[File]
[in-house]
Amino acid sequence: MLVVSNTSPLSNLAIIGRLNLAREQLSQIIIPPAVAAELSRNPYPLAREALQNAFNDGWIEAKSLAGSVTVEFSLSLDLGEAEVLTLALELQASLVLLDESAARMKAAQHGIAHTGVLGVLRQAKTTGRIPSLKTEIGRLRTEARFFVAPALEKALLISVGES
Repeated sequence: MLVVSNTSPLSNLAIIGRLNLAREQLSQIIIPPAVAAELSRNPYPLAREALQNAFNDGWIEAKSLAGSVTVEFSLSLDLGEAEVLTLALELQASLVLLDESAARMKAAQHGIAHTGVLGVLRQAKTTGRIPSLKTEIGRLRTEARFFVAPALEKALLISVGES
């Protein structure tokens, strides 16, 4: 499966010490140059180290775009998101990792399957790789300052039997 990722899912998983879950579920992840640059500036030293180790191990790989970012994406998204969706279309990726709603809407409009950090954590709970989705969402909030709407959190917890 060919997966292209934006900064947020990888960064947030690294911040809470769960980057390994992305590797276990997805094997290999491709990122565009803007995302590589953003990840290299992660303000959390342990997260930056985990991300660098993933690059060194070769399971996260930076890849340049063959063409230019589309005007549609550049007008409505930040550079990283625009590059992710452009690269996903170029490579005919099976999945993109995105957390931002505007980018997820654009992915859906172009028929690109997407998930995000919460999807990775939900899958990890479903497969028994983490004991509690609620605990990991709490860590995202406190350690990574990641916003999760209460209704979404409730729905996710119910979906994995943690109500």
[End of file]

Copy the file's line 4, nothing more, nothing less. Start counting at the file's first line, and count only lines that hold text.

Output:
């Protein structure tokens, strides 16, 4: 499966010490140059180290775009998101990792399957790789300052039997 990722899912998983879950579920992840640059500036030293180790191990790989970012994406998204969706279309990726709603809407409009950090954590709970989705969402909030709407959190917890 060919997966292209934006900064947020990888960064947030690294911040809470769960980057390994992305590797276990997805094997290999491709990122565009803007995302590589953003990840290299992660303000959390342990997260930056985990991300660098993933690059060194070769399971996260930076890849340049063959063409230019589309005007549609550049007008409505930040550079990283625009590059992710452009690269996903170029490579005919099976999945993109995105957390931002505007980018997820654009992915859906172009028929690109997407998930995000919460999807990775939900899958990890479903497969028994983490004991509690609620605990990991709490860590995202406190350690990574990641916003999760209460209704979404409730729905996710119910979906994995943690109500």